WASHINGTON (AP) – A surprising switch to a rookie goalie did not prevent Alex Ovechkin and the Washington Capitals from losing 1-0 and falling into a two-game hole against the New York Rangers.

Then again, if New York and Henrik Lundqvist keep silencing Ovechkin, it might not matter who’s in the net for Washington.

Ryan Callahan spoiled Simeon Varlamov’s NHL postseason debut by scoring on New York’s second shot Saturday, and Lundqvist made 35 saves, leading the seventh-seeded Rangers to the victory over the second-seeded Capitals and a 2-0 lead in their first-round playoff series.

It was Lundqvist’s third career playoff shutout.

Game 3 is Monday in New York, and Capitals coach Bruce Boudreau will have to decide whether to stick with Varlamov or go back to Jose Theodore.

Ovechkin led the NHL in goals each of the past two seasons, but he is yet to score during this series. Shadowed principally by Michal Rozsival on Saturday, the reigning league MVP had at least a half-dozen shots blocked before the puck even reached Lundqvist. After one open attempt from the slot sailed over the goal late in the third period, Ovechkin put a glove to his face and threw his head back.

While the Rangers feel good about having Lundqvist in net, it’s rare to have “Who’s the starting goalie?” questions so early in a playoff series. But 2002 NHL MVP Theodore allowed four goals on 21 shots when Washington lost 4-3 in Game 1. Boudreau played coy during the off-days about who would get the start, and the intrigue lasted until Varlamov took the bulk of the time in net during pregame warmups.

Varlamov made merely his sixth career NHL start. A first-round draft pick in 2006, the 20-year-old Russian began this season in the minors, playing for the Capitals for the first time in December. With the team’s top veteran backup goalie, Brent Johnson, sidelined after having hip surgery in February, Washington entered the playoffs with Theodore and Varlamov as Boudreau’s options.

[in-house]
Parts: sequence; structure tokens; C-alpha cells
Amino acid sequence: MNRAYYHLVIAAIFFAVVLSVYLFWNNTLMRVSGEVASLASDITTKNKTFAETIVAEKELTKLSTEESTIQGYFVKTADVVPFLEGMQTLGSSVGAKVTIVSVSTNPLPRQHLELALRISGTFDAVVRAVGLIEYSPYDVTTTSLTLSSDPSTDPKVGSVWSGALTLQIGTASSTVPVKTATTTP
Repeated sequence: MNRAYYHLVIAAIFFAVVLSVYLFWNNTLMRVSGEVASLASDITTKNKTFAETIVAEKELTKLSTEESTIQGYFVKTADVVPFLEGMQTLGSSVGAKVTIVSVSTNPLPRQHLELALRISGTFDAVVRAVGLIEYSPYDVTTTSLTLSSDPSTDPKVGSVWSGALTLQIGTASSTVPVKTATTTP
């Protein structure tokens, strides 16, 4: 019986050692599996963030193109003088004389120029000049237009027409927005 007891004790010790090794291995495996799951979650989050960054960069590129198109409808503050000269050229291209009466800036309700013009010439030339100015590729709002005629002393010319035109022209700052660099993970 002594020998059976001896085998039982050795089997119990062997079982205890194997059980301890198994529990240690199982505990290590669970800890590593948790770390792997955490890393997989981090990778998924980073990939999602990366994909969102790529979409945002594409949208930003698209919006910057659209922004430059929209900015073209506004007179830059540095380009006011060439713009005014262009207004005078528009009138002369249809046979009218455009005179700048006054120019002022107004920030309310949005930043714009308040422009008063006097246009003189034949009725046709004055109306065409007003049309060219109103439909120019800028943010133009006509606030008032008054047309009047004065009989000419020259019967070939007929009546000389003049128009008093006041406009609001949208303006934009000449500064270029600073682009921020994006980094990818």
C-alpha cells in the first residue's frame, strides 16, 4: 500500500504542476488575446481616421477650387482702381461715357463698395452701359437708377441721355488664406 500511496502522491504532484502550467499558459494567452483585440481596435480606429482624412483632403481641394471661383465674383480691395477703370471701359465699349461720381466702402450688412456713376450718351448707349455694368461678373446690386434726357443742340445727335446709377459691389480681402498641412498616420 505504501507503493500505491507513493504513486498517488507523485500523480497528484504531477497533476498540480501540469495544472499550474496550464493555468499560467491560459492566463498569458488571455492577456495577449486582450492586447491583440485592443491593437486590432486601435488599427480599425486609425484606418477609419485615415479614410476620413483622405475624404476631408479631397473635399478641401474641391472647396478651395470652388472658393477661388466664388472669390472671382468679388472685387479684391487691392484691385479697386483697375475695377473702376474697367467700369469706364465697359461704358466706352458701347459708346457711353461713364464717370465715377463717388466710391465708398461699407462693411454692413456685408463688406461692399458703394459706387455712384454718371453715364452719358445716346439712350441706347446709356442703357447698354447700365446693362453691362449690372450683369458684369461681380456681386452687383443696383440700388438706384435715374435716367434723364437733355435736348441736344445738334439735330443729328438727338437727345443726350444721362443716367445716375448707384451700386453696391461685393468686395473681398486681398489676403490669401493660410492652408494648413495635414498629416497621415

Varlamov had his “Welcome to the Playoffs” moment about 5 minutes in, when Sean Avery plowed through the top of the crease and the goalie used his stick and pads to send the noted agitator to the ice.

Not much later, Varlamov allowed his first postseason goal. Washington’s Mike Green, who led all NHL defensemen in goals and points, got caught up in an attack, and when Ovechkin’s cross-ice pass went between two teammates, the Rangers were able to rush the other way.

Capitals defenseman Tom Poti was left pretty much all alone, and Markus Naslund deked him before sliding a pass to Callahan. With no one to beat but Varlamov, Callahan lifted a shot over the goalie’s glove to make it 1-0 a little more than 71/2 minutes into the game.

After that, Varlamov was solid, making 23 saves. Pressured by Avery early in the third period, Varlamov wound up on his stomach and then his back while protecting the net and keeping it a one-goal game.

Lundqvist gave up rebounds, but the Capitals just never seemed to be in the right place at the right time to convert. One good chance was wasted in the first period, when Lundqvist blocked a shot by Ovechkin, and the puck squirted right to Viktor Kozlov, who shot wide.

Kozlov, sent to the penalty box twice in a 21/2-minute span, had another close-range chance in the second period, but his backhander hit Lundqvist in the pads.

Saturday’s first four penalties were called against Washington, including a hooking call on Green in the second period – when Rangers forward Nikolai Zherdev fell after seemingly getting tangled in his own skates – that had Boudreau yelling and cursing.

After Game 1, both coaches engaged in a bit of gamesmanship, questioning whether the officiating was even. New York’s John Tortorella thought some “tying up and kicking” by the Capitals helped them win 70 percent of face-offs Wednesday. Boudreau, for his part, thought the Rangers should have been called for more penalties.

Asked before Saturday’s game about Tortorella’s face-off comments, Boudreau did not hold his tongue.

“It’s actually pretty lame, quite frankly,” Boudreau said. “I talked to the league, and the league said they’re perfectly legal. So, I mean, he’s just crying right now. A dumb thing to cry about.”

Boudreau continued: “We’re told not to do this, and he’s trying to play the game and chip and get the referees on their side and that’s fine. They’ll probably do better on face-offs today. And so what am I supposed to do, cry? We’ve never had 70 percent all year. So we had one good day on face-offs. Give us a break.”

Notes: Capitals D Brian Pothier played Saturday after sitting out Game 1. D Jeff Schultz is day-to-day with an upper-body injury. … Rangers captain Chris Drury played after being scratched Wednesday. … Just as in Game 1, Washington built a significant advantage in first-period shots. The discrepancy was 14-4 Wednesday, 13-6 Saturday.

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